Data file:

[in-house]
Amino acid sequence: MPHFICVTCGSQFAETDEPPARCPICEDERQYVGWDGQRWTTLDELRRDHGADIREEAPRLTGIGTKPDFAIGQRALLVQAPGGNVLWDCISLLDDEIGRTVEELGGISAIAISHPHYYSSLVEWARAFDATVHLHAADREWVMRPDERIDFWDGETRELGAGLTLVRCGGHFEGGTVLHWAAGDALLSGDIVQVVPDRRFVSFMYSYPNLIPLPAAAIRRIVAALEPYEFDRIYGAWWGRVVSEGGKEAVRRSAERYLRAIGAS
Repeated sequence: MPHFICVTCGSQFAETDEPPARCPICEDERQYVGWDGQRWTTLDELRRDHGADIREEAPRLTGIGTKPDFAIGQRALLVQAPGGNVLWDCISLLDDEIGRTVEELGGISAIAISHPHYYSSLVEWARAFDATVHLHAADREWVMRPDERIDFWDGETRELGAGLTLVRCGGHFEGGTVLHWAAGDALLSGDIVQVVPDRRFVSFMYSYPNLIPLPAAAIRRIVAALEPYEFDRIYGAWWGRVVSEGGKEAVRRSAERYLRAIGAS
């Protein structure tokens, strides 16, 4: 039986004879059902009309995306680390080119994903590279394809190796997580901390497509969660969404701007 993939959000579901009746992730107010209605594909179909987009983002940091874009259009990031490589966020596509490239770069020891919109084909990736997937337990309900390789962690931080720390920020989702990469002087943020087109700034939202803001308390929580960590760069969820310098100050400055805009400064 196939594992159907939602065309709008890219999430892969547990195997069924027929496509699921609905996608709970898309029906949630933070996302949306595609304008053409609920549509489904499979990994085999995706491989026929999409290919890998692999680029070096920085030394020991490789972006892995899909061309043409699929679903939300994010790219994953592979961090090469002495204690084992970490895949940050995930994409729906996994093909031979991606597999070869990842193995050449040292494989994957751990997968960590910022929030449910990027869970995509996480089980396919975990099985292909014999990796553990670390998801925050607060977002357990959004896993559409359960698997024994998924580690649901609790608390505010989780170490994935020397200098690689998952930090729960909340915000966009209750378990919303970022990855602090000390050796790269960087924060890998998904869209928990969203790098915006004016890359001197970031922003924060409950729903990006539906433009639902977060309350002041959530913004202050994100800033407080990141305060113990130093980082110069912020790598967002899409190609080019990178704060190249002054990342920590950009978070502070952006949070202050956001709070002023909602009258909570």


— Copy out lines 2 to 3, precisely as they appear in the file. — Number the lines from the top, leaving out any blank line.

Amino acid sequence: MPHFICVTCGSQFAETDEPPARCPICEDERQYVGWDGQRWTTLDELRRDHGADIREEAPRLTGIGTKPDFAIGQRALLVQAPGGNVLWDCISLLDDEIGRTVEELGGISAIAISHPHYYSSLVEWARAFDATVHLHAADREWVMRPDERIDFWDGETRELGAGLTLVRCGGHFEGGTVLHWAAGDALLSGDIVQVVPDRRFVSFMYSYPNLIPLPAAAIRRIVAALEPYEFDRIYGAWWGRVVSEGGKEAVRRSAERYLRAIGAS
Repeated sequence: MPHFICVTCGSQFAETDEPPARCPICEDERQYVGWDGQRWTTLDELRRDHGADIREEAPRLTGIGTKPDFAIGQRALLVQAPGGNVLWDCISLLDDEIGRTVEELGGISAIAISHPHYYSSLVEWARAFDATVHLHAADREWVMRPDERIDFWDGETRELGAGLTLVRCGGHFEGGTVLHWAAGDALLSGDIVQVVPDRRFVSFMYSYPNLIPLPAAAIRRIVAALEPYEFDRIYGAWWGRVVSEGGKEAVRRSAERYLRAIGAS